In 2017, Sarah Polo chose Washington College to explore the world of marine conservation. It didn’t take long until her focus shifted to protecting the environment as a whole — however, the study of birds made her interest take flight in ways she never imagined possible.
Polo thanks the experiential nature of her Environmental Studies major for opening her eyes to where her attention needed to be all along — a trip to Eastern Neck Island Wildlife Refuge with her ornithology class was the ultimate guiding light.
This new insight drove her to intern at Washington College’s Center for Environment and Society (CES) where she studied field sparrow nests in the grasslands of the college’s River and Field Campus. She also dabbled with carbon accounting, backtracking four years of data to calculate the school’s carbon footprint and comparing it to similar institutions. In her senior year, she opted to study declining seabird populations for her Senior Capstone Experience.
Today, a graduate and a professional, Polo remains with the CES as a data entry specialist. She encourages all aspiring world-changers to follow in her footsteps and gain the experiences needed to pinpoint their passions. “This is a beautiful place to go to school,” she enthuses. “The Chesapeake Bay is the best classroom you can find.”
The CES is a golden ticket into the living laboratories Polo speaks of, many of which surround Washington College’s expansive campus. Within them, students are primed to join a new generation of creative, solution-oriented leaders ready to tackle the most pressing environmental problems of the 21st century. Their training comprises innovative curricula, real-world experiences, training in cutting-edge technologies, and the nurturing of fresh minds.
For example, work conducted at the River and Field campus — the most significant conservation easement in the state of Maryland — are backed by a liberal arts approach to help future leaders understand the complexity of emerging issues from scientific and human perspectives. The process includes exploring the great outdoors to study everything from soil chemistry to bird migration; propose global-scale solutions, and truly become one with nature. Anything is possible on grounds decision-makers believe in.
In 2020, Washington College won a US$1 million grant from the Department of Commerce’s Maryland E-Nnovation Initiative Fund (MEIF) to establish an endowed directorship of its River and Field Campus. The award was matched by US$1 million from Harry Sears, the landowner who has provided the 5,200-acre property for the college’s oversight.
In 2021, the college was awarded US$1.25 million in matching funds through the Maryland E-Nnovation Initiative (MIE), matched by private donors, for a US$2.5 million endowment supporting a Chair for the Natural & Cultural Resource Initiatives under the college’s CES.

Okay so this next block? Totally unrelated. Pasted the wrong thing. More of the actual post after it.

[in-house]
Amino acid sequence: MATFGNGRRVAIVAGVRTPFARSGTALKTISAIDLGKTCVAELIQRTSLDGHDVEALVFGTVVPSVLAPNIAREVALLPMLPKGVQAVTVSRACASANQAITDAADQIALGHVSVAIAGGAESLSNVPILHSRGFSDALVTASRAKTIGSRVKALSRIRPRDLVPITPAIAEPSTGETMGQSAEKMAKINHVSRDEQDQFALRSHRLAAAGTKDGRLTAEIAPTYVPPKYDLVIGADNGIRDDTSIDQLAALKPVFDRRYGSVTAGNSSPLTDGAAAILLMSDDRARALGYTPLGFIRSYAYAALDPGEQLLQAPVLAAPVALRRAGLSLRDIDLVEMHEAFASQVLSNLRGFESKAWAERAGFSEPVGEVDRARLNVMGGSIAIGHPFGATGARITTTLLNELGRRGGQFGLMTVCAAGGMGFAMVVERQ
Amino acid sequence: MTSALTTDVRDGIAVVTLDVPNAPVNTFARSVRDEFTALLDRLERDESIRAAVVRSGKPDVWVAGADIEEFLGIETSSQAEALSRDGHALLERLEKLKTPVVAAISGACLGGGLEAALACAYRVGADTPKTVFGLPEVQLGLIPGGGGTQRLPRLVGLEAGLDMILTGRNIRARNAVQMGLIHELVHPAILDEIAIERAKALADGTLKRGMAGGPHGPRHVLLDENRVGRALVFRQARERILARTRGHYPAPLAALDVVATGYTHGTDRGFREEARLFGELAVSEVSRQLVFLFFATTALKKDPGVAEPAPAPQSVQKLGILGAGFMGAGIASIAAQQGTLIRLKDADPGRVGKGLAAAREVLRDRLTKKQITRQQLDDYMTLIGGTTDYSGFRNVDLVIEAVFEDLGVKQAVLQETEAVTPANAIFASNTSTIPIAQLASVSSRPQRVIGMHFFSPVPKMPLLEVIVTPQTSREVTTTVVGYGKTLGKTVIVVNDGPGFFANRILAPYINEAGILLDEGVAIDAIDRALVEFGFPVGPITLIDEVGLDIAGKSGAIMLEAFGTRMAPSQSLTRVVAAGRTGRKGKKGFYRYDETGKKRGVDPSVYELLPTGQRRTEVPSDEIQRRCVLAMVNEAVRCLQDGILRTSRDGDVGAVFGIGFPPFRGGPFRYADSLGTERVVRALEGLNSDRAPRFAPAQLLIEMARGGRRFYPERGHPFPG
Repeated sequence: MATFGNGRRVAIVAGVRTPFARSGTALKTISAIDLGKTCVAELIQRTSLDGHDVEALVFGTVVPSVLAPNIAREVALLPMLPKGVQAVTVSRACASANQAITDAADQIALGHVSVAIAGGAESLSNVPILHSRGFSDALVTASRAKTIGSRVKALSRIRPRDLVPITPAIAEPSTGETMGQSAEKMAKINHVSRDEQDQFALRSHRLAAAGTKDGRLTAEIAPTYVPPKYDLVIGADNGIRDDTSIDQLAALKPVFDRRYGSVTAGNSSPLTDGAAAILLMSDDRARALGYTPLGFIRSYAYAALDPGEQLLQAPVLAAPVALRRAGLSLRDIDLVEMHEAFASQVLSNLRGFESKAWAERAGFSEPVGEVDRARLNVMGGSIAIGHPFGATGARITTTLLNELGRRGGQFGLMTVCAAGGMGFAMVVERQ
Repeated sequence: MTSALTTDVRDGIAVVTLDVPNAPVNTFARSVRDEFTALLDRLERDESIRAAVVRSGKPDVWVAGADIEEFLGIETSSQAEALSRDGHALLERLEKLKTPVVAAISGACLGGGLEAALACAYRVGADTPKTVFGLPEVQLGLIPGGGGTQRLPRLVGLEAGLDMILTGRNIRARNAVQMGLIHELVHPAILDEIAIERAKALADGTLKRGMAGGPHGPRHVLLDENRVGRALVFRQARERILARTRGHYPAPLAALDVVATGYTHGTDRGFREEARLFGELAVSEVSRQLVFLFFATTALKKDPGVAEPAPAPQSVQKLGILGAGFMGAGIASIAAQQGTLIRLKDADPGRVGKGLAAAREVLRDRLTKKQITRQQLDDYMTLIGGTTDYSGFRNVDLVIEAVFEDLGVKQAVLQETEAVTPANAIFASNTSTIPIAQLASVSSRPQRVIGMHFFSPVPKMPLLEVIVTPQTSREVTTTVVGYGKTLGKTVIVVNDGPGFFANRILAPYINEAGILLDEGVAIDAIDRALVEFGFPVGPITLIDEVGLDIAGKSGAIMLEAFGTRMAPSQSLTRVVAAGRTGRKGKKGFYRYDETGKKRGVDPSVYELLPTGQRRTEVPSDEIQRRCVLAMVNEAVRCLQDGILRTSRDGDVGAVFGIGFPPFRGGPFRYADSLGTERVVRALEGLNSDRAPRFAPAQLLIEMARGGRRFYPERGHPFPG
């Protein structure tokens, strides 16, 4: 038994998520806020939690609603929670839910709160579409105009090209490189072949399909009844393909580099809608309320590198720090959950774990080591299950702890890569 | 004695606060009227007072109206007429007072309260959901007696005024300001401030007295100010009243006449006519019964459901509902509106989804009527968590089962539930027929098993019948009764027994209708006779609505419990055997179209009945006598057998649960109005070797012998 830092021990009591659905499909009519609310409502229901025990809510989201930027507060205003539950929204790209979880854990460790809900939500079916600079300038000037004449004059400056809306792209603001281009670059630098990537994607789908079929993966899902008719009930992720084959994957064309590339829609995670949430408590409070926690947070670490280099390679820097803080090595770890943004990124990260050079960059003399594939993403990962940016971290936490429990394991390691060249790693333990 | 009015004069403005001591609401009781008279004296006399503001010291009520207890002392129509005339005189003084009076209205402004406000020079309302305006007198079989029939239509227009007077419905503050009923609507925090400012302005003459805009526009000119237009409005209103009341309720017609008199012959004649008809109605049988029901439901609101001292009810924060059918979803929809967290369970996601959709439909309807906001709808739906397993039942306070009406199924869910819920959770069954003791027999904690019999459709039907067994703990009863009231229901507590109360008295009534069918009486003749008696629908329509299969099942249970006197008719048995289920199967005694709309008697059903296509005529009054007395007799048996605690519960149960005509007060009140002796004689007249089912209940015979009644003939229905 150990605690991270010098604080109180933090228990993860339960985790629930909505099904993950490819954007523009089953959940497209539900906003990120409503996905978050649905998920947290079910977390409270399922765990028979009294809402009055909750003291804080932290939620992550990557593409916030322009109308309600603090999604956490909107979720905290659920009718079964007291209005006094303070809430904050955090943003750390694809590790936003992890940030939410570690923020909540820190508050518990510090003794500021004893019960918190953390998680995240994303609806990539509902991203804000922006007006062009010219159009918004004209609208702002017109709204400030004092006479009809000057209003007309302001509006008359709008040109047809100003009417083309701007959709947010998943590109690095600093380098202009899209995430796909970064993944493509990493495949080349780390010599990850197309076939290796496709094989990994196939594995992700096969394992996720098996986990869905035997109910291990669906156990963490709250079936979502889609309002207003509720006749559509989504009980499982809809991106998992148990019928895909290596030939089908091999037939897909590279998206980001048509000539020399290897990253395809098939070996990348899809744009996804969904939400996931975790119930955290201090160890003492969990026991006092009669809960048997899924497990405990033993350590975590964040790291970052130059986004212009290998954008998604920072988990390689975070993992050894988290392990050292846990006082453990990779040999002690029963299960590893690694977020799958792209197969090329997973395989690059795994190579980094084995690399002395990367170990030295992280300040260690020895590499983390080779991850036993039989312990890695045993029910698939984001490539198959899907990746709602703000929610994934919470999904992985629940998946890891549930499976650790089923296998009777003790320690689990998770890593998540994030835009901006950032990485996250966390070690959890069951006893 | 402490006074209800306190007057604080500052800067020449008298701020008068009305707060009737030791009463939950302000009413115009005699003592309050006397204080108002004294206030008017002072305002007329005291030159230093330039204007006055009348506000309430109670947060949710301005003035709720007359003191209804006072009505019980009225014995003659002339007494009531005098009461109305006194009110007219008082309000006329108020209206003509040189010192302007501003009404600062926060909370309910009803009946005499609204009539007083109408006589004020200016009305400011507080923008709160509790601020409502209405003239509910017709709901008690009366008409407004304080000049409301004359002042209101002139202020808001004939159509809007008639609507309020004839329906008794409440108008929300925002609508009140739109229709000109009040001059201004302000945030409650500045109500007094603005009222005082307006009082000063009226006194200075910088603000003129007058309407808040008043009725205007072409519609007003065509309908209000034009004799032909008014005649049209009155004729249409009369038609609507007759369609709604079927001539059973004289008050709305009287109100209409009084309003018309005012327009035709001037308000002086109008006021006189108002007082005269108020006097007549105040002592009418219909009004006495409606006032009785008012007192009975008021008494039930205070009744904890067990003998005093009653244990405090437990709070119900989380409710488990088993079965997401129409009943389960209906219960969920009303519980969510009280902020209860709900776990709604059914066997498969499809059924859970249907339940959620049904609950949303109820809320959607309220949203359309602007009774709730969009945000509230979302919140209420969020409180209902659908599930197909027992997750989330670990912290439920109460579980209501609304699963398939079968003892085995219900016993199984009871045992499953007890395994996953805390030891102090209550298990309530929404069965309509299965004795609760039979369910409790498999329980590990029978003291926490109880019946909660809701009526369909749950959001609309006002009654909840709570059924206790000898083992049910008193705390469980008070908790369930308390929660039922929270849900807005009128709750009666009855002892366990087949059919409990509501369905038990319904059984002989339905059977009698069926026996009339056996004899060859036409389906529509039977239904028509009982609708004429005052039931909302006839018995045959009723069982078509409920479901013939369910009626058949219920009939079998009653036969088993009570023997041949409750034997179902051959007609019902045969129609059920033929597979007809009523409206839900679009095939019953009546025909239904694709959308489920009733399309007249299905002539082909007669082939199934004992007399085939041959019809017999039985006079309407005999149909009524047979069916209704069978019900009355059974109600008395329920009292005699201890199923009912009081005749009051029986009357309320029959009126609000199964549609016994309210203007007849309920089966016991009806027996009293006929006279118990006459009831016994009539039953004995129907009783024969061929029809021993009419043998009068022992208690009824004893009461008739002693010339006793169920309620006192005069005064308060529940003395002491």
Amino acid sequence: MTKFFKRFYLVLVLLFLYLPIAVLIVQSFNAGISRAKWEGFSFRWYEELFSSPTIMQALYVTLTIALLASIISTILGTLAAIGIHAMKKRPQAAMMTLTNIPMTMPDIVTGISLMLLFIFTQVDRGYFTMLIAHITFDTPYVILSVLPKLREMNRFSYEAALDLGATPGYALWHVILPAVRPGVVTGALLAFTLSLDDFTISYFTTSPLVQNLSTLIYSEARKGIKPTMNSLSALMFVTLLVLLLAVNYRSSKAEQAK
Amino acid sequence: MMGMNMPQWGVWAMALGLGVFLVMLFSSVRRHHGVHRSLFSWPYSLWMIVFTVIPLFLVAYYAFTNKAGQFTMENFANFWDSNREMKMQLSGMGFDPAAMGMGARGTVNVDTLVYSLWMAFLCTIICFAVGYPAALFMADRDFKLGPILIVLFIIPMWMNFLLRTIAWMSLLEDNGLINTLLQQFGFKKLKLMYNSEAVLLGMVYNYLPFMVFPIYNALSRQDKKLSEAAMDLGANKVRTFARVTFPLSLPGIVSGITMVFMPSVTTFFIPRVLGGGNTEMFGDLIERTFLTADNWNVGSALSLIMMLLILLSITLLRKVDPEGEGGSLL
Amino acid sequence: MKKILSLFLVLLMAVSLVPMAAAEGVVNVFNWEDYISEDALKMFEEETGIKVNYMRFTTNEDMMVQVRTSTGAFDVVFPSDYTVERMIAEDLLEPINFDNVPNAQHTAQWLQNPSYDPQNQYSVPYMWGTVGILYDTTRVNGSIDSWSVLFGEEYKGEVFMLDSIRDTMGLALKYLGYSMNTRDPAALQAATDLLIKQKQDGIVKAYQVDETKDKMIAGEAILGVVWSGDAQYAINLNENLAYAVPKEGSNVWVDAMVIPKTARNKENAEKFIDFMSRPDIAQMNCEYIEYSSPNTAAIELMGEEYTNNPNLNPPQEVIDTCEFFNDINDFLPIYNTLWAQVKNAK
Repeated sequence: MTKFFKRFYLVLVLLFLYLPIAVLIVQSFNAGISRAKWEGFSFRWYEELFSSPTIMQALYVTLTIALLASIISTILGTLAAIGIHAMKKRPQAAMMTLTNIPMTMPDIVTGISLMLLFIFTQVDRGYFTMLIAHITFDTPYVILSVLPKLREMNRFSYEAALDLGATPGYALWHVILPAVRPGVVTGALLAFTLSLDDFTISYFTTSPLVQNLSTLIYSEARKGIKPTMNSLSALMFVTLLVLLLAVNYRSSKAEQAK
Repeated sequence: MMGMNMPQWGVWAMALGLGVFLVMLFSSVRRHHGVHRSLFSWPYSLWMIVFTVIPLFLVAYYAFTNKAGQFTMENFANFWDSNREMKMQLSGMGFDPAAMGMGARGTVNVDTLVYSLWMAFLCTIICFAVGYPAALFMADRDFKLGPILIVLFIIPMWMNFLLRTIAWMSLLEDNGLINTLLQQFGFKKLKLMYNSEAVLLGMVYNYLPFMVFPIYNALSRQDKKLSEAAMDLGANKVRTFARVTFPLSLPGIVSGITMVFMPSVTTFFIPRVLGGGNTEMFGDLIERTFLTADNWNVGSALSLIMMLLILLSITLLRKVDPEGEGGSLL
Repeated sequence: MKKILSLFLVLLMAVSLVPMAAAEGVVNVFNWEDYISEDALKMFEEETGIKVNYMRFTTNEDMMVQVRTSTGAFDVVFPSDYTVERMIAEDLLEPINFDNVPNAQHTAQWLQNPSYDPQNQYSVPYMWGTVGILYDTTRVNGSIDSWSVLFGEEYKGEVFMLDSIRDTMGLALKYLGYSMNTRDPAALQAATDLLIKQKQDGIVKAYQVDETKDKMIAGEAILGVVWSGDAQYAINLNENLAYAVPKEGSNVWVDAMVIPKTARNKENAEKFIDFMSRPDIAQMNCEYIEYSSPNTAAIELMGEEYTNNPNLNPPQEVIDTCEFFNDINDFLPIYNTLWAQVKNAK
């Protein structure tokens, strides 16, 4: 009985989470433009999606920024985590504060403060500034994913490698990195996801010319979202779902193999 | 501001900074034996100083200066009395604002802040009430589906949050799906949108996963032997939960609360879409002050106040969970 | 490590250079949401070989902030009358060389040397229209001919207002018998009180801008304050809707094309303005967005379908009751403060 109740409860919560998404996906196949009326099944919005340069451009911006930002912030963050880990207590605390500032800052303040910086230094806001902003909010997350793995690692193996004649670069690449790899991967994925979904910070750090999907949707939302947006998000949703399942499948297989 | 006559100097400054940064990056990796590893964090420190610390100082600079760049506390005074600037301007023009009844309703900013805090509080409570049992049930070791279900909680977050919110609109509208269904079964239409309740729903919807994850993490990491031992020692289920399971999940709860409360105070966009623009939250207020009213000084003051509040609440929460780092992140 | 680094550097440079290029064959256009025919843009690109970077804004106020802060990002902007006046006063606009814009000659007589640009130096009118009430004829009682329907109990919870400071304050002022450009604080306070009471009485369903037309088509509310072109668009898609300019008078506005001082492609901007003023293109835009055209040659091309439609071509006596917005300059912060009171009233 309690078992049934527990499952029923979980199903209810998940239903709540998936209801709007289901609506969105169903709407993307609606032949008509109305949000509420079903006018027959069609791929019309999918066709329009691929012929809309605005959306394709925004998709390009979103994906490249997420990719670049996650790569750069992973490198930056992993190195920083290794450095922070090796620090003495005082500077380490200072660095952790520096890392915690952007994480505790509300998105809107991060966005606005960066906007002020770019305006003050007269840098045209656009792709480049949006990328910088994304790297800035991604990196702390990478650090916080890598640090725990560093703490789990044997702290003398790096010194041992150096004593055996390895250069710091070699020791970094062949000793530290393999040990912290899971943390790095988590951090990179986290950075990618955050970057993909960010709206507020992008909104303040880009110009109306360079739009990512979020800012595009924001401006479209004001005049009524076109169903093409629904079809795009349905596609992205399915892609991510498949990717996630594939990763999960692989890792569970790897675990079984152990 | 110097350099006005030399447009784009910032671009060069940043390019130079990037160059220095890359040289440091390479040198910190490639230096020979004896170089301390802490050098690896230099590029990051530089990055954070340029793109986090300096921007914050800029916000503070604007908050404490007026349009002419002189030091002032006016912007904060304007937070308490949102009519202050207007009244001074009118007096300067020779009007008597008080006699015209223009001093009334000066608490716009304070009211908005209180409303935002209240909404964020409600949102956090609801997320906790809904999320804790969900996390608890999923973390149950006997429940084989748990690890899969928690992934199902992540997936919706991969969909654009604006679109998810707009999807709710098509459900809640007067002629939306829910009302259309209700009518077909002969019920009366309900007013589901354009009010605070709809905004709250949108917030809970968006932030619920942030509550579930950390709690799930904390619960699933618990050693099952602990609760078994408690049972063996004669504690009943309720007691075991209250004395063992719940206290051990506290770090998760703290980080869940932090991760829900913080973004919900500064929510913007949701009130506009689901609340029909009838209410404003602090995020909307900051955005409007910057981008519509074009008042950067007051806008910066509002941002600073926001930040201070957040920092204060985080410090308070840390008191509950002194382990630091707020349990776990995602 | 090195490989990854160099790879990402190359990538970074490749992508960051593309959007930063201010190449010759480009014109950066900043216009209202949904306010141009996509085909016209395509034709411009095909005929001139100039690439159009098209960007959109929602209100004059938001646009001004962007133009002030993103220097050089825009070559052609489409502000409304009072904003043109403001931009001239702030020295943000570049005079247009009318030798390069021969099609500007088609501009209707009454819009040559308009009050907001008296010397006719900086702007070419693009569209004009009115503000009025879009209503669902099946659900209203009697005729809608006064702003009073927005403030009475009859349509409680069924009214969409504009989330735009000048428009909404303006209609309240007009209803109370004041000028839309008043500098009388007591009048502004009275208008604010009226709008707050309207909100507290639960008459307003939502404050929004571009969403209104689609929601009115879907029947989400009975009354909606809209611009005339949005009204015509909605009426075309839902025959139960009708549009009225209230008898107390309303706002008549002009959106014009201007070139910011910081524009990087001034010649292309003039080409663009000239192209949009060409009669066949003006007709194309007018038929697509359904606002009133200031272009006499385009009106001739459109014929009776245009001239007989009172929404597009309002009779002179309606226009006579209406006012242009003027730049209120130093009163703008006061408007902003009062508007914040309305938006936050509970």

The professorship will support “Past is Present” — an initiative focused on environmental archaeology, cultural resource management, and bridging the gap between heritage and natural resources.
Later that year, Washington College was recognised by the US Environmental Protection Agency and invited to join its Green Power Partnership for its enduring commitment to purchase solar energy.
“The solar purchase agreement is an important step forward for Washington College, as one part of an overall sustainability plan,” said John Seidel, CES director. “Reducing our global carbon footprint has never been more critical. We are grateful for this recognition from EPA and pledge to continue this effort — our students and community expect this of us, and it’s simply the right thing to do.”
The college further supports the health of our planet by reducing the use of bottled water through refill stations around campus. It was designated as Maryland’s first Bee Campus USA for its efforts to create a sustainable habitat for pollinators. It gives students free access to emission-free bicycles during the school year. It maintains a lush Campus Garden, encourages smart energy consumption, reduces household organic waste through composting, and advocates for ecological justice, amongst many other world-changing initiatives.
Every student gets to choose the role they play in championing these goals — much like the graduates before them.
Graduate Samina Soin-Voshell spent a portion of her time at Washington College researching how to make seawalls more conducive for aquatic life. She also studied marine biofouling on different concrete substrates. Larisa Prezioso’s senior thesis focused on ecotoxicology, exploring how additives used to synthesise plastics create environmentally poisonous chemicals.
Many are proudly following in their footsteps. Environmental Science major, Arianne Browning, is currently investigating the first-related artefacts excavated at the 2021 WC Archaeological Field School. She plans to present a paper on her findings at the Middle Atlantic Archaeological Conference in Spring 2022 under a Cater Society grant.
Lanning Tyrrel joined the Department of Environmental Science and Studies as a fire-fighting teen through its cadet programme. Recently, the Environmental Science student spent 40 summer hours a week cutting trees and burning the piles to lessen the threat of the wildfire and make controlling fires more manageable.
Interested in joining them? If you’re ready to begin solving regional and global environmental issues with Washington College, click here.